You would throw away your judgments, your recriminations, your belief in your own rightness. You would take responsibility for your actions and move on without comment. If you have stayed with this guy this long for the sake of the children, you would be proud of the fact that you did it for the children, but you would recognize that it was a choice; it wasn’t something he or the children forced you to do; you did it because it was the right thing to do and you did it willingly.

TuscanAd2016_earlybirdIn my ideal world, you’d have reverence for the sanctity of your own decisions. You’d honor without question that promise you made to yourself long ago. You wouldn’t make it conditional on your husband’s current behavior; you wouldn’t allow yourself to be manipulated whether he’s doing it consciously or not. You’d just move out. You’d just tell him that you’ve got to go.

Finally, in my ideal world, you would have the courage to seek the truth. You would rather know some uncomfortable facts than hold grudges and cast judgments. And so you would entertain the possibility that there are other reasons for your husband’s change. Perhaps, for instance, he’s found another woman and that’s why he’s so chipper. Perhaps you weren’t the only one feeling burdened and resentful and only sticking it out for the sake of the children; perhaps you weren’t the only one with dreams you felt were being stifled; perhaps he was suffocating all that time, knowing you only viewed him as a necessity, a provider of money and a figurehead, an interchangeable accessory to a mother’s life.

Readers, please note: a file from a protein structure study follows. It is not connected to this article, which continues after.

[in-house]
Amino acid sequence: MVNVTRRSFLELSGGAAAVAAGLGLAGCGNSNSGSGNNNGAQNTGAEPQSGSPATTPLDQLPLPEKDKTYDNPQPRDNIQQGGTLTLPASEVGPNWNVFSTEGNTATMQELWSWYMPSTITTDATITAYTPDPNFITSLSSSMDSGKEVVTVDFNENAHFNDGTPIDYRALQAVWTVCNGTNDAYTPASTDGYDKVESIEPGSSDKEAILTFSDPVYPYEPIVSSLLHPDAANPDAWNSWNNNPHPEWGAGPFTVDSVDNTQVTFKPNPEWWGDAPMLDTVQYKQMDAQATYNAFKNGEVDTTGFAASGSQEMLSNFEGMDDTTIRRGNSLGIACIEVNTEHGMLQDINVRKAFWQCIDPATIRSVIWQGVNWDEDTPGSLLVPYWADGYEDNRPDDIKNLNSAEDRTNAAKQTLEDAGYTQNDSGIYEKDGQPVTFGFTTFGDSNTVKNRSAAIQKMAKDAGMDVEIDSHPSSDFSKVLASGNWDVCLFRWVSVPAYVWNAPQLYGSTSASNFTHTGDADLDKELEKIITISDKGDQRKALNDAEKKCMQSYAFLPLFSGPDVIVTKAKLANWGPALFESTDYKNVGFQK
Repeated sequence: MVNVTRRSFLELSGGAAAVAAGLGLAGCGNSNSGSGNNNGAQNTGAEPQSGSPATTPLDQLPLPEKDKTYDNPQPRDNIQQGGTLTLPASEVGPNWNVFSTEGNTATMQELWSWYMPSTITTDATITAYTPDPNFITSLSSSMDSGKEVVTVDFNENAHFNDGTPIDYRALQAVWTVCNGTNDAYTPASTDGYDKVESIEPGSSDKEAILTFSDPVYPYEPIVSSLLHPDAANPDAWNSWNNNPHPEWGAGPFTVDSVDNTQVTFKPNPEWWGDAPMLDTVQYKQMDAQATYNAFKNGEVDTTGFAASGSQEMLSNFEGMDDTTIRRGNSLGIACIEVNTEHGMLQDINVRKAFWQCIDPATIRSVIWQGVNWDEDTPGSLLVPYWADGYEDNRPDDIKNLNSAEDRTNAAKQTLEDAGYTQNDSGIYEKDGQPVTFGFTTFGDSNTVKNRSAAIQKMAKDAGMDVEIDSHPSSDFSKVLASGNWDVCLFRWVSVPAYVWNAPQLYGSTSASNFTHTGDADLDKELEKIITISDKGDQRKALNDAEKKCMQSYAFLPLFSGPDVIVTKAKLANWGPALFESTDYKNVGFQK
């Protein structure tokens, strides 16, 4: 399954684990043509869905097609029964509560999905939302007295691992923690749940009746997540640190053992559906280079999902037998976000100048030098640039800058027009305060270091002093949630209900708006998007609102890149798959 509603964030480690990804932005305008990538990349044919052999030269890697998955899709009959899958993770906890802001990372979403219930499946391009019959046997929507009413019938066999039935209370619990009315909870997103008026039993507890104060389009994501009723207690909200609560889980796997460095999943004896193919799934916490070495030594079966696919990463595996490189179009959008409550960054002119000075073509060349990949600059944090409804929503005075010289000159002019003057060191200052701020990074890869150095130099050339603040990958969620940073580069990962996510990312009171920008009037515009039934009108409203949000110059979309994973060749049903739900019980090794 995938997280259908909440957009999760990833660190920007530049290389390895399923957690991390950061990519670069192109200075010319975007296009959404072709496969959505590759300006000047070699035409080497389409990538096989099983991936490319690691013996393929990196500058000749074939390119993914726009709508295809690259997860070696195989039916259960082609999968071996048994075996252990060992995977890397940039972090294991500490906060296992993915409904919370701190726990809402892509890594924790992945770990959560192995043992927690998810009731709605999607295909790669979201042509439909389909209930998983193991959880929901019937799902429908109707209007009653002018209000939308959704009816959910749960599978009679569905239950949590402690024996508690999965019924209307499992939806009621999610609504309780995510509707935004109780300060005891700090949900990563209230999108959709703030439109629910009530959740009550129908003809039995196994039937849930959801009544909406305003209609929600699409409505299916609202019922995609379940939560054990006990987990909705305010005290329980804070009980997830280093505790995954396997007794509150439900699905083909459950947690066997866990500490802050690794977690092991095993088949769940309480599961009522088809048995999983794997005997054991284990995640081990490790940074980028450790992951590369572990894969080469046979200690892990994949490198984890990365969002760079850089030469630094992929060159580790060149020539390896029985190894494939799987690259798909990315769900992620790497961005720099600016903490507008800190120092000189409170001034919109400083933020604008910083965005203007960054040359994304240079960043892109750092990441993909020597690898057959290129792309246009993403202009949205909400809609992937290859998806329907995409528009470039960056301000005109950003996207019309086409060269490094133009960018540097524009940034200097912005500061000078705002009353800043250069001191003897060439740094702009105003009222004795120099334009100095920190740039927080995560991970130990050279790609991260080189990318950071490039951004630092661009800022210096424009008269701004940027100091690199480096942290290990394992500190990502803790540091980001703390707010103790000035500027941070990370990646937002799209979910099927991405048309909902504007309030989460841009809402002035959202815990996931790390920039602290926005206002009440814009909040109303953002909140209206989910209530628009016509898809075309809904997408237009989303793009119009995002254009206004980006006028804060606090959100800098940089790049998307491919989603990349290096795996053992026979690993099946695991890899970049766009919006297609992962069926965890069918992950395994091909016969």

But that’s in my ideal world. In this world, I think you should just move out. One request, on behalf of your children: To your dying day, whatever you may feel about your husband’s failures and betrayals, always speak highly of him to your kids.

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Honesty or selfishness: You be the judge

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My husband told me that he and my friend are attracted to each other — two days after my father died!

 Cary’s classic column from  FRIDAY, JUL 18, 2003

Dear Cary,

This past Tuesday, my father died. Although it was not unexpected, I loved him deeply and am dealing with a lot of grief. A close friend of mine has been living with me and my family for the past three or four months. Several years ago, she lived with us for a while, but eventually moved out when she (and my husband and I) became uncomfortable with the fact that she and my husband were attracted to each other. At that time, I assumed that a large part of the attraction, at least on my spouse’s part, was due to the fact that things were not good between us. For my friend, it was largely due to her then-single state.